Back to previous page in sequence Next page in sequence

Navigation aidMURCO

Bell, EP

Brief History

Murphy Oil Corporation started retailing gasoline in the USA in 1957 by acquiring a number of small regional chains. Sensing that expansion might be easier outside the competitive US market, in the 1960s it acquired independents in Canada, Sweden and Britain. Although Murphy consolidated on the Spur brand in North America, the Spur name was owned in Britain by Spurrier Glazebrook, which kept a single station operational in Lancashire, so the Murco name was used instead.
The Swedish chain was soon sold to BP, but the British outlets, formed partly from the EP (=European Petroleum) and Olympic branded chains, survive to this day. Olympic was phased out around 1970, but a handful of EP branded stations survived into the 1990s, when it was briefly revived as a discount name. In the 2000s Murco continued to expand, buying most of the formerly company-owned Jet stations. Murphy divested its US retailing in 2012, but only found a local buyer in the Motor Fuel Group (MFG) in 2014. MFG had previously been a much smaller operator of mainly BP and Jet-branded stations; the combined group operates nearly 450 Murco-branded stations. Murco was unable to sell its Welsh refinery which was closed.

Maps: Murco

Late 1960s Murco map of Great Britain South

Murco first issued maps in the 1960s when Geographia Ltd prepared a pair covering Britain North and South at 9 miles to the inch. It is not known how regularly Murco issued maps, for the company supplied under 450 outlets, but the examples on the right date from about 1973 and 1975 respectively and each cover England & Wales on a single sheet at the same scale. These maps exist in two versions; one with a printed cover and the other pasted into a light card cover of the same design. It's not known which was earlier or if they came from the same year.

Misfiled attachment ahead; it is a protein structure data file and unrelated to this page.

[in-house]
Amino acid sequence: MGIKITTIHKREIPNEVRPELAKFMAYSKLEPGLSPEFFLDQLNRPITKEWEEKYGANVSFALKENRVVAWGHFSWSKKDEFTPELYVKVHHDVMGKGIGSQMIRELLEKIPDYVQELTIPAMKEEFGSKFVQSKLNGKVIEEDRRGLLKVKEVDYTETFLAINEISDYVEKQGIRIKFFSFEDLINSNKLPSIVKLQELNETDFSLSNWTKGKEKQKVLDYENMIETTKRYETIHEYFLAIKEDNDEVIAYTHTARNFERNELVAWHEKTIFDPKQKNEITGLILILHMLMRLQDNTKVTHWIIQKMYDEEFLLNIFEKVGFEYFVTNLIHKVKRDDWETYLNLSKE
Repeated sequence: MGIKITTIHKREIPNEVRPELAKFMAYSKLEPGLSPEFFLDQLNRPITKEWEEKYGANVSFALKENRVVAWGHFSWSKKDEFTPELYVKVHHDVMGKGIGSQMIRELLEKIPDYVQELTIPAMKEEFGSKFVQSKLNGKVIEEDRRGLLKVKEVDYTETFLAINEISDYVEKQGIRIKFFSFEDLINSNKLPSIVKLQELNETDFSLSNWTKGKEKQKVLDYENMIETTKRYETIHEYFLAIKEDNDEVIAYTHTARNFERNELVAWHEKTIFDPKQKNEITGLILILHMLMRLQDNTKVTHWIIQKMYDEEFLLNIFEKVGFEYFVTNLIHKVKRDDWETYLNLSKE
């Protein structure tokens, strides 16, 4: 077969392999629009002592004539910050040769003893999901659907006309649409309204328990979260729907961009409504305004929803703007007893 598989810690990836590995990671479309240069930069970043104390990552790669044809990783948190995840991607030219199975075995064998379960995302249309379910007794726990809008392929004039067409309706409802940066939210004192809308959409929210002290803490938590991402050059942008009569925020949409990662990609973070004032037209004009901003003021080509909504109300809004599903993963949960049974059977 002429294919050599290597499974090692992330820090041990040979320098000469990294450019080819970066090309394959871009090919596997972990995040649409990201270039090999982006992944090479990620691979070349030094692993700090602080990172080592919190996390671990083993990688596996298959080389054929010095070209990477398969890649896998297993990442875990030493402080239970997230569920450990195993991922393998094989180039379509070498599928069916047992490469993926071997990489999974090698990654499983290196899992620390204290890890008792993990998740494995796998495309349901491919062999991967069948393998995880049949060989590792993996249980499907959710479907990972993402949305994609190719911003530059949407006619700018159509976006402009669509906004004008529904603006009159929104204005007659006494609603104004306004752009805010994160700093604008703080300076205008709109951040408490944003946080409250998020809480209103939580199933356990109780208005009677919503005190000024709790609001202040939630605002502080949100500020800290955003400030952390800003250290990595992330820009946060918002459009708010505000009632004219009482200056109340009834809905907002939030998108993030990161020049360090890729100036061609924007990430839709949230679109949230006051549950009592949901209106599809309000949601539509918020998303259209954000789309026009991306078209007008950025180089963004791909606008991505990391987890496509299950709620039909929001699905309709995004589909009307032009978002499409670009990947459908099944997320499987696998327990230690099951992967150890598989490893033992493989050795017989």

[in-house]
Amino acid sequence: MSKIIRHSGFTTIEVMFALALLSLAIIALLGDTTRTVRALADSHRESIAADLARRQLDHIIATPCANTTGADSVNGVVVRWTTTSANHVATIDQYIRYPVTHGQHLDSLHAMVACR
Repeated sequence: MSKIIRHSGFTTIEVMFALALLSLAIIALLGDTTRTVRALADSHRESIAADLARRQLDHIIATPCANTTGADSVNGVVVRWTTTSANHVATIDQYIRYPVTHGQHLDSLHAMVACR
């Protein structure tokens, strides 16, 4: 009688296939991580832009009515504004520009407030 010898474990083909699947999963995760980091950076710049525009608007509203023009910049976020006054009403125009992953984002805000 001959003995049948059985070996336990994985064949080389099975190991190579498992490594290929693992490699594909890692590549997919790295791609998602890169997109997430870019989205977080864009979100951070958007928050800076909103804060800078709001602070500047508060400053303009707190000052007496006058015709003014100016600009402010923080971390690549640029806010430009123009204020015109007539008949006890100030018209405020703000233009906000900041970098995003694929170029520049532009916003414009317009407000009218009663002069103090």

ca1975 map loaned by Richard Horwitz

ca1973 Murco map of England and Wales

ca1975 Murco map of England and Wales

The next map, showing the positioning of the oval logo onto a red controlled background, dates from May 1979, and is marked as being the 4th edition. The final sheet map - marked as 8th edition (1990) - has all of Britain on a single Bartholomew's sheet, still at 9 miles to the inch. The special offer price was applied as a sticker when the map was on sale at the Murco station in Bear Cross, Bournemouth in autumn 1990; another copy of this map has been seen with the price sticker replaced by one for "FREE". All Murco garages are listed on the 1990 map: company owned ones are named "Murco Service Station" with dealer sites carrying their owner's name.
Enlarge cover of 1979 map

1979 Murco map of England and Wales

1990 Murco map of Great Britain

From 1991 to 2008 Murco switched to selling a large format road atlas each year; it was the only petrol company to have regularly issued maps through this period, despite being a relatively small player in the UK Market.